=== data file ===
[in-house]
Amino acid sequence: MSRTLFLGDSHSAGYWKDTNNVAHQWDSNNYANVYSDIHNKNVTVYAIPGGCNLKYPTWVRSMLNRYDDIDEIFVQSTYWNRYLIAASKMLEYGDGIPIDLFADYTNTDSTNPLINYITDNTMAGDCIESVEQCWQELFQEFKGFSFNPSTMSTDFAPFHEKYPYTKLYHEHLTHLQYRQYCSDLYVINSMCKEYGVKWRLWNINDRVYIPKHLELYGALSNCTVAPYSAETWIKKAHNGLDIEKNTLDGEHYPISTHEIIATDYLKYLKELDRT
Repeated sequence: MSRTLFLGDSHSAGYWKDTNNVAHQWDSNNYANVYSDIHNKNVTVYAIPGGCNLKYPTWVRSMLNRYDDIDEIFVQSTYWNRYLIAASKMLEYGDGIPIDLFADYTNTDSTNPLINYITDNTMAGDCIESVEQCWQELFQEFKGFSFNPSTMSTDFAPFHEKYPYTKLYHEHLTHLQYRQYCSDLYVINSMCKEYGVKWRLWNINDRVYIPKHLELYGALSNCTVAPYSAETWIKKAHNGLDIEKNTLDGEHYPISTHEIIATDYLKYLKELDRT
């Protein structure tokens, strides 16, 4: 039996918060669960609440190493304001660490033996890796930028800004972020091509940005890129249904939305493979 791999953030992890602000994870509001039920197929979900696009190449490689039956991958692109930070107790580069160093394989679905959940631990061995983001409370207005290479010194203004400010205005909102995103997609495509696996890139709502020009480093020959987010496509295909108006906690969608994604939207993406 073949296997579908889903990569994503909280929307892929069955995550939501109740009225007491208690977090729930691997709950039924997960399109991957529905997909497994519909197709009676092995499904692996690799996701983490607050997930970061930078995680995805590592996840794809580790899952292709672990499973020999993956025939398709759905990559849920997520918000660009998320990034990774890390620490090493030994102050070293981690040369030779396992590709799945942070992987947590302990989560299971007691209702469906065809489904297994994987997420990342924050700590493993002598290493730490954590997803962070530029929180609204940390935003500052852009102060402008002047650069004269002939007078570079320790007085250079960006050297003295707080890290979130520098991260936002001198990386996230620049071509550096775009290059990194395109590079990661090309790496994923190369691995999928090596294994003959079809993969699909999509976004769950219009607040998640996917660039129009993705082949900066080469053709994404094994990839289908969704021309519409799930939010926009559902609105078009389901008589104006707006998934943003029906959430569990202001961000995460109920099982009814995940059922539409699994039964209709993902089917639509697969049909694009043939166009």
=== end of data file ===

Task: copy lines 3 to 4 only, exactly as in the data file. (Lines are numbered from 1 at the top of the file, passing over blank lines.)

Repeated sequence: MSRTLFLGDSHSAGYWKDTNNVAHQWDSNNYANVYSDIHNKNVTVYAIPGGCNLKYPTWVRSMLNRYDDIDEIFVQSTYWNRYLIAASKMLEYGDGIPIDLFADYTNTDSTNPLINYITDNTMAGDCIESVEQCWQELFQEFKGFSFNPSTMSTDFAPFHEKYPYTKLYHEHLTHLQYRQYCSDLYVINSMCKEYGVKWRLWNINDRVYIPKHLELYGALSNCTVAPYSAETWIKKAHNGLDIEKNTLDGEHYPISTHEIIATDYLKYLKELDRT
């Protein structure tokens, strides 16, 4: 039996918060669960609440190493304001660490033996890796930028800004972020091509940005890129249904939305493979 791999953030992890602000994870509001039920197929979900696009190449490689039956991958692109930070107790580069160093394989679905959940631990061995983001409370207005290479010194203004400010205005909102995103997609495509696996890139709502020009480093020959987010496509295909108006906690969608994604939207993406 073949296997579908889903990569994503909280929307892929069955995550939501109740009225007491208690977090729930691997709950039924997960399109991957529905997909497994519909197709009676092995499904692996690799996701983490607050997930970061930078995680995805590592996840794809580790899952292709672990499973020999993956025939398709759905990559849920997520918000660009998320990034990774890390620490090493030994102050070293981690040369030779396992590709799945942070992987947590302990989560299971007691209702469906065809489904297994994987997420990342924050700590493993002598290493730490954590997803962070530029929180609204940390935003500052852009102060402008002047650069004269002939007078570079320790007085250079960006050297003295707080890290979130520098991260936002001198990386996230620049071509550096775009290059990194395109590079990661090309790496994923190369691995999928090596294994003959079809993969699909999509976004769950219009607040998640996917660039129009993705082949900066080469053709994404094994990839289908969704021309519409799930939010926009559902609105078009389901008589104006707006998934943003029906959430569990202001961000995460109920099982009814995940059922539409699994039964209709993902089917639509697969049909694009043939166009």